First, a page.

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Media Centre | COSATU Speeches
Address By Zwelinzima Vavi To The National Congress Of The National Union Of Mineworkers
28 May 2009, Midrand
Comrade President, Senzeni Zokwana
Comrade General Secretary, Frans Baleni
Office Bearers and NEC delegates
Comrades and Friends
Thank you for inviting me to address you, the leaders of our biggest union, the National Union of Mineworkers, at this most important Congress. I am always honoured to come back to my first home in the trade union movement and share our experiences of struggle to transform the lives of our members, our families and communities.
I must first of all express my anger and grief at the number of your members who have been taken from you in the totally outrageous number of accidents over the past few years, in particular the nine who lost their lives just last week. I send COSATU’s condolences to all their families and comrades and promise the NUM every possible assistance as you campaign to raise the levels of health and safety in the mines and stop the carnage of workers.
I want to take time to deal with this, the biggest crisis our country has ever faced – the impact of the international economic crises in our economy.
In the first quarter of 2007, the mining sector’s output grew by 4.2% and the level of employment grew by 8.8%. In the fourth quarter of 2008, the mining sector grew by -5% and employment grew by 4%.
Today, we are sitting with a mining sector that continues to face difficulties. Recent statistics show that this year, the mining sector grew by -1.7% whilst employment did not grow at all. In the next quarter, we expect the mining sector to start shedding jobs all-round.
Turning to the construction sector, in the first quarter of 2007 this sector’s output grew by 16% and employment increased by 3.4%. Today, output in the construction sector has grown by -0.3% and employment has grown by 1.3%.
The negative growth rate of output in the construction sector does not lift employment prospects in this sector. When a sector that does not export collapses from a growth rate of 16% to -0.2% in such a short space of time, we have to ask ourselves about the extent to which the global crisis is responsible for our woes.
Plummeting of global commodity prices as a result of the global recession played a significant role in the performance of the mining sector. The global price of metals fell by 38% in the fourth quarter of 2008. This had massive impact on the sustainability of the mining sector.
But commodity prices also determine the exchange rate, since we are still very much a resource-based economy. Plummeting global commodity prices lead to a depreciation of the exchange rate. But from the standpoint of the mining sector, this has no significant impact because the depreciation cancels out the commodity price decline. What is hurting however is the fact that global demand for mining products has fallen sharply.
I want to note the following developments in summary: Before the crisis employment grew by 8.8% in mining, now it is stagnant and is already falling. Employment in the construction sector grew by 3.4% before the crisis, now it grows by 1.3% and workers may have started losing jobs.
The fact that the mining sector, which still relies on global demand, prices and the exchange rate for its performance, is performing poorly together with the construction sector, which is a domestically based sector, says something about the need to interrogate the role of domestic macro-policy in shaping current developments.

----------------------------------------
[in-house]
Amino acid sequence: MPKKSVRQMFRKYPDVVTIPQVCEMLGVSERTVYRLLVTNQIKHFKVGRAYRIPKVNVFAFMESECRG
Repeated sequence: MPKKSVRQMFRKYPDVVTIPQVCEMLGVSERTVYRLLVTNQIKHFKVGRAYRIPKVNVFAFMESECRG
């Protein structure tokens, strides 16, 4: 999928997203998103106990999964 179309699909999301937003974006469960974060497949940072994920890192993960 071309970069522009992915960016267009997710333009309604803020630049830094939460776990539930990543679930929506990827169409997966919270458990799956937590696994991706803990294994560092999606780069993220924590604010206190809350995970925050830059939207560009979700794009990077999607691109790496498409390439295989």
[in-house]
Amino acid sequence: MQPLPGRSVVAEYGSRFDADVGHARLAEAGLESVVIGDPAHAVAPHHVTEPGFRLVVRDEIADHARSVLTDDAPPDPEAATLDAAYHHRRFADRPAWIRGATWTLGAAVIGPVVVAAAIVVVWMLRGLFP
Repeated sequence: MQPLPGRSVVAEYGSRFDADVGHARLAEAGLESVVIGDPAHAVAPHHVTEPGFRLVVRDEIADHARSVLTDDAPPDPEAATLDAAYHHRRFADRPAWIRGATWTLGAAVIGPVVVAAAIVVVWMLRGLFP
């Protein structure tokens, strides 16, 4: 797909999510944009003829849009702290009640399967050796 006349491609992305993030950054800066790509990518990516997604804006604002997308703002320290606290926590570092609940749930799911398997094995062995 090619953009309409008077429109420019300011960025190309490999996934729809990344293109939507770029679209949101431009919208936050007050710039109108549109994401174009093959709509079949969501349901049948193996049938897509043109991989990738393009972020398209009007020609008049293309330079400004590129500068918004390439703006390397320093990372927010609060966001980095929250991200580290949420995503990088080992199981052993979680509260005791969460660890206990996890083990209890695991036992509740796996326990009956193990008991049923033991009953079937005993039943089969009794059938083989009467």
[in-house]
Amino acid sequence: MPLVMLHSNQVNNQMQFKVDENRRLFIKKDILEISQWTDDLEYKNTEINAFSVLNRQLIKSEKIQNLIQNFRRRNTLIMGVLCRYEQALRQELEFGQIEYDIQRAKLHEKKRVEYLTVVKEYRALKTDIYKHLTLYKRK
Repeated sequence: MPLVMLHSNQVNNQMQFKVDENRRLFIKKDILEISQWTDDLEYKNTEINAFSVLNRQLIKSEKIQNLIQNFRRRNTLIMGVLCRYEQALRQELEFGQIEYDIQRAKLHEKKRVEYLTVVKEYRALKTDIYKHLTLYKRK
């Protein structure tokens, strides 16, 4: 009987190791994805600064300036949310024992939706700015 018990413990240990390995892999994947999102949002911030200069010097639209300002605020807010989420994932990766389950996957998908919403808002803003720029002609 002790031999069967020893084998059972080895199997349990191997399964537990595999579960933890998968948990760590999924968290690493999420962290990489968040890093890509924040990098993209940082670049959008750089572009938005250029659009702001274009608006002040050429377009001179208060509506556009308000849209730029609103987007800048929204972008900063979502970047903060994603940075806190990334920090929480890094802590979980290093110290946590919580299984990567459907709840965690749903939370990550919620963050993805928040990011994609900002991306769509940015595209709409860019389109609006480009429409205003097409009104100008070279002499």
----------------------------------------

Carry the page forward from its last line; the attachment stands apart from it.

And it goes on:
The revelation that the country’s gross domestic product (GDP) dropped by 6.4% in the first quarter of 2009, even worse than the drop of 1.8% in the fourth quarter of 2008, proves that South Africa has indeed not escaped from the global downturn. The implications for jobs, living standards and economic growth are frightening.
We are now officially deep in a recession, for the first time since 1992. It is a national emergency, requiring immediate and drastic steps to save jobs, protect living standards and prevent the economy falling even further into recession.
It requires an immediate response from government, labour and business to defend our jobs and livelihoods. The most urgent measure must include:
- The rapid implementation of all the measures contained in the ’Framework for South Africa’s response to the international economic crisis’, which was negotiated at the Presidential Joint Economic Working Group meeting held in December 2008.
- An immediate cut in the repo rate of at least 200 base points to stimulate investment and demand;
- Emergency measures to protect the most vulnerable industries;
- A shift by the new government to more expansionary economic policies, including a radically expanded public works programme to provide work for the growing number of unemployed.
Even before these figures came to light, our Central Executive Committee took time to discuss the unfolding international economic crisis. We warmly endorsed the Framework Agreement, which is now more relevant than ever.
We called on all affiliates and other unions to ensure that this document is translated into an effective tool to fight job losses and cushion the poor from the effects of the crisis, as envisaged in the agreement. We are conducting research to discover the extent of the jobs crisis in the sectors you cover – mining, quarries, construction, etc.
Every union must build capacity to use the agreement to maximum effect, convene meetings in their sectors with the employers, relevant government departments and the relevant state owned enterprises to ensure that all the aspects of the framework are implemented in all affected sectors of the economy.
We believe that the previous government was not acting with the necessary urgency required to take forward the spirit of this Framework Agreement. The task teams charged with implementing it have not functioned. That must change forthwith!
The CEC also called for solidarity amongst affiliated unions and workers in general. No trade union movement worth its salt would just fold arms at the time when its members and workers in general are paying the price through losing their jobs and livelihoods, for a crisis they did not create, a crisis in fact caused by inequities in the global economic system and corporate greed in many parts of the world.
We record that workers in employment provide the social safety net for the unemployed through sharing their often meagre wages with unemployed family members and friends. The CEC in February called on members in employment to consider what additional measures of social solidarity it can show to the unemployed and to those whose jobs are at risk.